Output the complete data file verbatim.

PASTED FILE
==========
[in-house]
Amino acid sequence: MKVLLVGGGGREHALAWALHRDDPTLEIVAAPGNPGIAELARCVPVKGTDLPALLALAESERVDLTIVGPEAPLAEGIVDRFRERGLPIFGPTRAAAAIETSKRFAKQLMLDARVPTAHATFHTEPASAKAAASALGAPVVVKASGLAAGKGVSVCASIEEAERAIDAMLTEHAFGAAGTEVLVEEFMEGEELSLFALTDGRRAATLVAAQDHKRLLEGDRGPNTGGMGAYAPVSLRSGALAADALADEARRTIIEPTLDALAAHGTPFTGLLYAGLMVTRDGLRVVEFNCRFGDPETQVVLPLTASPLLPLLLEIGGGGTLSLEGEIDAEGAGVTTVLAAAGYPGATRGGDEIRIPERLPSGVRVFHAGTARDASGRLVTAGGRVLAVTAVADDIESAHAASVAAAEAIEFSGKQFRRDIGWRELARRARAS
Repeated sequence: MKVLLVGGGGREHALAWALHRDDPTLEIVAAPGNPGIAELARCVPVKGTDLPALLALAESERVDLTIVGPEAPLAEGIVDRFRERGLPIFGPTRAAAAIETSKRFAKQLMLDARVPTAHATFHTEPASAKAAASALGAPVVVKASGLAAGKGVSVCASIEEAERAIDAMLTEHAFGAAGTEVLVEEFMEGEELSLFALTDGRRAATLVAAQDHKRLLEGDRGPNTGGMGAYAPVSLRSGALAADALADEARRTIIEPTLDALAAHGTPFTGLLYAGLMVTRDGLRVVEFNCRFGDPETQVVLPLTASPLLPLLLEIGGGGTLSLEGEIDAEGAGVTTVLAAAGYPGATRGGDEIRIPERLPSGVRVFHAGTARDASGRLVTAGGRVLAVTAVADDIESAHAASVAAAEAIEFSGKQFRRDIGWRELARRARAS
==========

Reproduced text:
[in-house]
Amino acid sequence: MKVLLVGGGGREHALAWALHRDDPTLEIVAAPGNPGIAELARCVPVKGTDLPALLALAESERVDLTIVGPEAPLAEGIVDRFRERGLPIFGPTRAAAAIETSKRFAKQLMLDARVPTAHATFHTEPASAKAAASALGAPVVVKASGLAAGKGVSVCASIEEAERAIDAMLTEHAFGAAGTEVLVEEFMEGEELSLFALTDGRRAATLVAAQDHKRLLEGDRGPNTGGMGAYAPVSLRSGALAADALADEARRTIIEPTLDALAAHGTPFTGLLYAGLMVTRDGLRVVEFNCRFGDPETQVVLPLTASPLLPLLLEIGGGGTLSLEGEIDAEGAGVTTVLAAAGYPGATRGGDEIRIPERLPSGVRVFHAGTARDASGRLVTAGGRVLAVTAVADDIESAHAASVAAAEAIEFSGKQFRRDIGWRELARRARAS
Repeated sequence: MKVLLVGGGGREHALAWALHRDDPTLEIVAAPGNPGIAELARCVPVKGTDLPALLALAESERVDLTIVGPEAPLAEGIVDRFRERGLPIFGPTRAAAAIETSKRFAKQLMLDARVPTAHATFHTEPASAKAAASALGAPVVVKASGLAAGKGVSVCASIEEAERAIDAMLTEHAFGAAGTEVLVEEFMEGEELSLFALTDGRRAATLVAAQDHKRLLEGDRGPNTGGMGAYAPVSLRSGALAADALADEARRTIIEPTLDALAAHGTPFTGLLYAGLMVTRDGLRVVEFNCRFGDPETQVVLPLTASPLLPLLLEIGGGGTLSLEGEIDAEGAGVTTVLAAAGYPGATRGGDEIRIPERLPSGVRVFHAGTARDASGRLVTAGGRVLAVTAVADDIESAHAASVAAAEAIEFSGKQFRRDIGWRELARRARAS